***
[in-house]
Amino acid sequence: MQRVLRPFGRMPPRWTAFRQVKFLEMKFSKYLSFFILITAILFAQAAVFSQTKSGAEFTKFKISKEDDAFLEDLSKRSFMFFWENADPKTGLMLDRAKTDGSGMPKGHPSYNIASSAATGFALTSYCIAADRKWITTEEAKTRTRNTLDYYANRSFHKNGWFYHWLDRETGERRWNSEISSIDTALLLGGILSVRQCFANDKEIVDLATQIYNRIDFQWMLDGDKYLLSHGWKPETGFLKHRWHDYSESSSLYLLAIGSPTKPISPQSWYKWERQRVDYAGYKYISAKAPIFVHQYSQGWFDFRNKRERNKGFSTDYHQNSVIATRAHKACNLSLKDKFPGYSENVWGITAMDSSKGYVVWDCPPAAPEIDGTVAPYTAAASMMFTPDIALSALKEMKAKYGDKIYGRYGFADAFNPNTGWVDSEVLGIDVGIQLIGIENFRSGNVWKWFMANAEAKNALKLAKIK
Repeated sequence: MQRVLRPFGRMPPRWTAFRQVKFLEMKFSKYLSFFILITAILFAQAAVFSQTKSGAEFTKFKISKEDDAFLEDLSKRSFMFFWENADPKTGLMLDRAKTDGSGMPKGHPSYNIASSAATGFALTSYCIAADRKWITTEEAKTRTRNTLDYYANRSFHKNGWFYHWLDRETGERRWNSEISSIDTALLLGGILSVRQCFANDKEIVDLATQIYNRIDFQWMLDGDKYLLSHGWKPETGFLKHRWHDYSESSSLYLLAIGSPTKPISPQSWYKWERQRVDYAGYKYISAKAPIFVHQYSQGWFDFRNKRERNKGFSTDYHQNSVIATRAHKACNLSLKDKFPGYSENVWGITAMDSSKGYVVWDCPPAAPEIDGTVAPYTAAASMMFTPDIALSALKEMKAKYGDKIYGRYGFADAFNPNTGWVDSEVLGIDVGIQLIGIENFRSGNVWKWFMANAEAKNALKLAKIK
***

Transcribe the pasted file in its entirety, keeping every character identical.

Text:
[in-house]
Amino acid sequence: MQRVLRPFGRMPPRWTAFRQVKFLEMKFSKYLSFFILITAILFAQAAVFSQTKSGAEFTKFKISKEDDAFLEDLSKRSFMFFWENADPKTGLMLDRAKTDGSGMPKGHPSYNIASSAATGFALTSYCIAADRKWITTEEAKTRTRNTLDYYANRSFHKNGWFYHWLDRETGERRWNSEISSIDTALLLGGILSVRQCFANDKEIVDLATQIYNRIDFQWMLDGDKYLLSHGWKPETGFLKHRWHDYSESSSLYLLAIGSPTKPISPQSWYKWERQRVDYAGYKYISAKAPIFVHQYSQGWFDFRNKRERNKGFSTDYHQNSVIATRAHKACNLSLKDKFPGYSENVWGITAMDSSKGYVVWDCPPAAPEIDGTVAPYTAAASMMFTPDIALSALKEMKAKYGDKIYGRYGFADAFNPNTGWVDSEVLGIDVGIQLIGIENFRSGNVWKWFMANAEAKNALKLAKIK
Repeated sequence: MQRVLRPFGRMPPRWTAFRQVKFLEMKFSKYLSFFILITAILFAQAAVFSQTKSGAEFTKFKISKEDDAFLEDLSKRSFMFFWENADPKTGLMLDRAKTDGSGMPKGHPSYNIASSAATGFALTSYCIAADRKWITTEEAKTRTRNTLDYYANRSFHKNGWFYHWLDRETGERRWNSEISSIDTALLLGGILSVRQCFANDKEIVDLATQIYNRIDFQWMLDGDKYLLSHGWKPETGFLKHRWHDYSESSSLYLLAIGSPTKPISPQSWYKWERQRVDYAGYKYISAKAPIFVHQYSQGWFDFRNKRERNKGFSTDYHQNSVIATRAHKACNLSLKDKFPGYSENVWGITAMDSSKGYVVWDCPPAAPEIDGTVAPYTAAASMMFTPDIALSALKEMKAKYGDKIYGRYGFADAFNPNTGWVDSEVLGIDVGIQLIGIENFRSGNVWKWFMANAEAKNALKLAKIK